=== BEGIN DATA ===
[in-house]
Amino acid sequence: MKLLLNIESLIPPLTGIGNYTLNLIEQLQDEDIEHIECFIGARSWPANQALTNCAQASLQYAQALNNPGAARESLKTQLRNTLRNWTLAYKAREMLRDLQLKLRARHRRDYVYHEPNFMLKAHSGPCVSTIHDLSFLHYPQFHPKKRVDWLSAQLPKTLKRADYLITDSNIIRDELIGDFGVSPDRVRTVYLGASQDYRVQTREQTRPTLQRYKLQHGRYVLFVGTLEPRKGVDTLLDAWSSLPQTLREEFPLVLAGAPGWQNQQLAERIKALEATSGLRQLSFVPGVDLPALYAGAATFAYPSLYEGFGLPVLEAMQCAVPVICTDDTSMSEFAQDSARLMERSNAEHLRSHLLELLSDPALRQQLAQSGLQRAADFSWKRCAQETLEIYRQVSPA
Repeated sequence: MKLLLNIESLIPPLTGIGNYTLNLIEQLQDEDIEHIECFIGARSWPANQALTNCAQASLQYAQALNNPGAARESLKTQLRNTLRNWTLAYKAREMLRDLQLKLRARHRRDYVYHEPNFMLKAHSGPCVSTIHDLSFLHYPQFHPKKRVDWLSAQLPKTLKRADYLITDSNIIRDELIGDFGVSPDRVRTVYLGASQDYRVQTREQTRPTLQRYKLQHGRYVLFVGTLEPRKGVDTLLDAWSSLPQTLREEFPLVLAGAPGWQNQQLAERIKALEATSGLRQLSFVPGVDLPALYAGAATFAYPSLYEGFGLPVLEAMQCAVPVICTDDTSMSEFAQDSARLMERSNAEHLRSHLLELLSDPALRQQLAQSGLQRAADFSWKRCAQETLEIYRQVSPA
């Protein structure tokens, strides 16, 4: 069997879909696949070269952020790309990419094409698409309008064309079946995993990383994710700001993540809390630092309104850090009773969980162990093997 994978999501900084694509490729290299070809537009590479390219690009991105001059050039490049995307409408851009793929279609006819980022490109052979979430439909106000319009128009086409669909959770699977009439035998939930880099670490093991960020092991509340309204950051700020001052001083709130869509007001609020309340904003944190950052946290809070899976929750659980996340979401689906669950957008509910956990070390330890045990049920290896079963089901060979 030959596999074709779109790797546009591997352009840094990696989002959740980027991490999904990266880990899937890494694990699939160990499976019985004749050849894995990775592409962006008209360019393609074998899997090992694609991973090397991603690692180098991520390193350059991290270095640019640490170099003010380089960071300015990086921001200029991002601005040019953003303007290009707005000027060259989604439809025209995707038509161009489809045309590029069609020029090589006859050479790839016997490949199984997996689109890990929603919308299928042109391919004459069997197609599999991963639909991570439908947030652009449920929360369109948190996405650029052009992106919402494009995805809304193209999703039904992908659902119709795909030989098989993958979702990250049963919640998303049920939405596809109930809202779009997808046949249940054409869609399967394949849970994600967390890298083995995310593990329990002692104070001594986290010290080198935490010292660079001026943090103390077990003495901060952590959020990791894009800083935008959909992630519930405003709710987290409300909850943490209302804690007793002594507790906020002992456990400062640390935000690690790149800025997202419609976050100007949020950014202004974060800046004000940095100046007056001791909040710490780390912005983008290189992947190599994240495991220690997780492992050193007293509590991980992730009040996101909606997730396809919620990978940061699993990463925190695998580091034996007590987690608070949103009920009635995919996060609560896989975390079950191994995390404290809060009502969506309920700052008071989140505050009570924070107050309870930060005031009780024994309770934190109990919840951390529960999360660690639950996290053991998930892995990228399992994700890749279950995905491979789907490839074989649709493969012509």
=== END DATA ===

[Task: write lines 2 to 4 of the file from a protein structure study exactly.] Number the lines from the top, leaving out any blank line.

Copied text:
Amino acid sequence: MKLLLNIESLIPPLTGIGNYTLNLIEQLQDEDIEHIECFIGARSWPANQALTNCAQASLQYAQALNNPGAARESLKTQLRNTLRNWTLAYKAREMLRDLQLKLRARHRRDYVYHEPNFMLKAHSGPCVSTIHDLSFLHYPQFHPKKRVDWLSAQLPKTLKRADYLITDSNIIRDELIGDFGVSPDRVRTVYLGASQDYRVQTREQTRPTLQRYKLQHGRYVLFVGTLEPRKGVDTLLDAWSSLPQTLREEFPLVLAGAPGWQNQQLAERIKALEATSGLRQLSFVPGVDLPALYAGAATFAYPSLYEGFGLPVLEAMQCAVPVICTDDTSMSEFAQDSARLMERSNAEHLRSHLLELLSDPALRQQLAQSGLQRAADFSWKRCAQETLEIYRQVSPA
Repeated sequence: MKLLLNIESLIPPLTGIGNYTLNLIEQLQDEDIEHIECFIGARSWPANQALTNCAQASLQYAQALNNPGAARESLKTQLRNTLRNWTLAYKAREMLRDLQLKLRARHRRDYVYHEPNFMLKAHSGPCVSTIHDLSFLHYPQFHPKKRVDWLSAQLPKTLKRADYLITDSNIIRDELIGDFGVSPDRVRTVYLGASQDYRVQTREQTRPTLQRYKLQHGRYVLFVGTLEPRKGVDTLLDAWSSLPQTLREEFPLVLAGAPGWQNQQLAERIKALEATSGLRQLSFVPGVDLPALYAGAATFAYPSLYEGFGLPVLEAMQCAVPVICTDDTSMSEFAQDSARLMERSNAEHLRSHLLELLSDPALRQQLAQSGLQRAADFSWKRCAQETLEIYRQVSPA
């Protein structure tokens, strides 16, 4: 069997879909696949070269952020790309990419094409698409309008064309079946995993990383994710700001993540809390630092309104850090009773969980162990093997 994978999501900084694509490729290299070809537009590479390219690009991105001059050039490049995307409408851009793929279609006819980022490109052979979430439909106000319009128009086409669909959770699977009439035998939930880099670490093991960020092991509340309204950051700020001052001083709130869509007001609020309340904003944190950052946290809070899976929750659980996340979401689906669950957008509910956990070390330890045990049920290896079963089901060979 030959596999074709779109790797546009591997352009840094990696989002959740980027991490999904990266880990899937890494694990699939160990499976019985004749050849894995990775592409962006008209360019393609074998899997090992694609991973090397991603690692180098991520390193350059991290270095640019640490170099003010380089960071300015990086921001200029991002601005040019953003303007290009707005000027060259989604439809025209995707038509161009489809045309590029069609020029090589006859050479790839016997490949199984997996689109890990929603919308299928042109391919004459069997197609599999991963639909991570439908947030652009449920929360369109948190996405650029052009992106919402494009995805809304193209999703039904992908659902119709795909030989098989993958979702990250049963919640998303049920939405596809109930809202779009997808046949249940054409869609399967394949849970994600967390890298083995995310593990329990002692104070001594986290010290080198935490010292660079001026943090103390077990003495901060952590959020990791894009800083935008959909992630519930405003709710987290409300909850943490209302804690007793002594507790906020002992456990400062640390935000690690790149800025997202419609976050100007949020950014202004974060800046004000940095100046007056001791909040710490780390912005983008290189992947190599994240495991220690997780492992050193007293509590991980992730009040996101909606997730396809919620990978940061699993990463925190695998580091034996007590987690608070949103009920009635995919996060609560896989975390079950191994995390404290809060009502969506309920700052008071989140505050009570924070107050309870930060005031009780024994309770934190109990919840951390529960999360660690639950996290053991998930892995990228399992994700890749279950995905491979789907490839074989649709493969012509």